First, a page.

By Serena Gordon
TUESDAY, June 2, 2020 (HealthDay News) — An Alzheimer’s diagnosis is devastating, no matter your sex. But the disease strikes far more women than men.
Journalist and author Maria Shriver is determined to help researchers figure out why women make up two-thirds of those with Alzheimer’s disease. And why certain races and ethnicities are harder hit, too.
“Some of the biggest research challenges in terms of gender disparity reach back to the many years of neglect by researchers to include women in their studies,” said Shriver, 64.
“The lack of female representation in scientific research has left critical gaps in knowledge about the gender differences that exist in our unique bodies and responses to treatment. So we’re starting out from behind,” she explained.
To address some of these issues, Shriver founded the Women’s Alzheimer’s Movement (WAM). In partnership with AARP, her group just released a new report called “It’s Time to Act: The Challenges of Alzheimer’s and Dementia for Women.” Seventy-five Alzheimer’s and dementia researchers contributed to the report, which includes a 10-year strategic plan for researchers, policymakers and caregivers.
During a virtual meeting to announce the report, Jo Anne Jenkins, CEO of AARP, said, “The lifetime risk for women to develop Alzheimer’s and other forms of dementia after age 45 is estimated to be one in five. For men it’s one in 10.”
And the report noted that by the time a woman reaches her 60s, she has more than twice the risk of developing Alzheimer’s disease than breast cancer.
What’s more, over 60% of caregivers for people with Alzheimer’s disease and other dementia are women, Jenkins noted.
“We’ve made progress, but we don’t yet have enough answers why women have an increased prevalence of Alzheimer’s disease,” Jenkins said.
The new report highlights five crucial steps that could help women achieve meaningful progress against Alzheimer’s disease in the next 10 years:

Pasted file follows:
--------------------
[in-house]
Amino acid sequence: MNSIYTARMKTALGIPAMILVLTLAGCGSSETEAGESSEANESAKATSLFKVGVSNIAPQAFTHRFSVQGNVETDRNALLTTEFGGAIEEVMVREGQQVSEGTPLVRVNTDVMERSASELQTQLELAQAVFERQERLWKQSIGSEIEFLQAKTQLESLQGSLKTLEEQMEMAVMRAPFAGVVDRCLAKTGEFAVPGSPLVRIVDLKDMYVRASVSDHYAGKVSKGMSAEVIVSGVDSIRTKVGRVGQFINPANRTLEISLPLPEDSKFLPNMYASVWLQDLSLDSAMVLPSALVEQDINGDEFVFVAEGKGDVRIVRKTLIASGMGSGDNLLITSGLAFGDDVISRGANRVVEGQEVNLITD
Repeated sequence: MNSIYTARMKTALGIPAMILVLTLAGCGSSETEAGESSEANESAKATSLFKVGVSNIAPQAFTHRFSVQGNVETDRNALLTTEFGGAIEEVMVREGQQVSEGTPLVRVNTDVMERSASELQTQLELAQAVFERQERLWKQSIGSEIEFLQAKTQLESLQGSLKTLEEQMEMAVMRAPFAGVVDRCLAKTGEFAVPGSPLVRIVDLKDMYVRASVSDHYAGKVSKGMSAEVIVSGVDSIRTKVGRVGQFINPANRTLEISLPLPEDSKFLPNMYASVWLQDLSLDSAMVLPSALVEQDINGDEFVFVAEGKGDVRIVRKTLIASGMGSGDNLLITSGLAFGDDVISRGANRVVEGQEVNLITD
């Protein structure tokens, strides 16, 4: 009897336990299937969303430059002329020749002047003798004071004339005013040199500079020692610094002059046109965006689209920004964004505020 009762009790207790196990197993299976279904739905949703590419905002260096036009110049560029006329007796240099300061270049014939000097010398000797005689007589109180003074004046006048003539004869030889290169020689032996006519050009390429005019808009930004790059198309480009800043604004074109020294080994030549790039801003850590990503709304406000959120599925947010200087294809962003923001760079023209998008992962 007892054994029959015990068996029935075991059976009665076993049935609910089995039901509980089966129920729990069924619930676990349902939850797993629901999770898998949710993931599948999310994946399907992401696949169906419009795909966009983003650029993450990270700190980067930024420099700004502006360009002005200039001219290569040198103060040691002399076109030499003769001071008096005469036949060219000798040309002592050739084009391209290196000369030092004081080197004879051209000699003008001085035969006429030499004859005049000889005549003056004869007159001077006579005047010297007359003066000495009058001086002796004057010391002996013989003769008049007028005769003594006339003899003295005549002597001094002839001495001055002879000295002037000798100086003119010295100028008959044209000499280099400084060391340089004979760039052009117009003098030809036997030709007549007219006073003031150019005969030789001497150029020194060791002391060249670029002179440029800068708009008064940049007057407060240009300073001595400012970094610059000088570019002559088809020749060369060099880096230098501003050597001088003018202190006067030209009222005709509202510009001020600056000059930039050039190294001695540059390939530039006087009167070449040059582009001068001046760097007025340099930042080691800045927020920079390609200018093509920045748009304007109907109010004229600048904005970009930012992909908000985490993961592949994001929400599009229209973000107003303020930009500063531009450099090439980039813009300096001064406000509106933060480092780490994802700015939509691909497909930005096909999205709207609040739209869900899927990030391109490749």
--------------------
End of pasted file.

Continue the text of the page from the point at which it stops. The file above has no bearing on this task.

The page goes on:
Eliminate the stigma of dementia
Stigma and misinformation can affect women’s access to early diagnosis and quality care. Shriver said one of the biggest misconceptions is that Alzheimer’s is just a natural feature of aging.
“Alzheimer’s disease is not a health problem that only affects the elderly; it’s a progressive, degenerative disease of the brain,” she said.
Empower women to stay brain healthy
There are important things women can do to keep their brain in better shape. Many of these things — like exercise and eating a healthy diet — help keep the brain and the heart humming.
“How we care for our brains on a regular basis — and from an early age on — will have enormous impact on whether or not we end up with the disease. Adapting our lifestyle behaviors is something within our control,” Shriver said.
When it comes to caring for her own brain, Shriver said, the most important steps she takes are sticking to a healthy diet, incorporating exercise into her routine, prioritizing sleep, reducing stress and discussing any medical concerns or risk factors with her doctor.
Ensure inclusive research
Dementia disproportionately affects women and racial/ethnic minorities. Research needs to include diverse populations. Older black people are twice as likely to have Alzheimer’s compared to whites, yet just 2% of participants in clinical trials of drugs for Alzheimer’s were black.
Support family caregivers
Taking care of someone with Alzheimer’s or another dementia can be tough, time-consuming work. The report noted it can also take a toll on the caregiver’s health and finances. Family caregivers need access to training and local services that can ensure they get much-needed breaks from caregiving. Family caregivers also need paid leave and health care benefits of their own.
Improve dementia training for health care providers
Medical professionals need training to better spot and treat memory and thinking troubles in older women.
“Doctors should take proactive steps to promote well-being and implement evidence-based, person-centered care … A team-based approach across all health and social care professions will abolish the outdated notion there is nothing you can do about dementia,” Shriver said.
Elected officials and policymakers also play a role.
“Alzheimer’s disease is 100% fatal. There is no treatment or cure. Of the top 10 causes of death in America, it is the only disease without any effective drug or course of action,” Shriver noted.
Shriver said that nonprofit groups and organizations of physicians, other health care workers and therapists need to demand action on Alzheimer’s disease from their local, state and federal officials.
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SOURCES: Maria Shriver, founder, Women’s Alzheimer’s Movement; May 21, 2020 WAM/AARP report and virtual meeting, “It’s Time to Act: The Challenges of Alzheimer’s and Dementia for Women”
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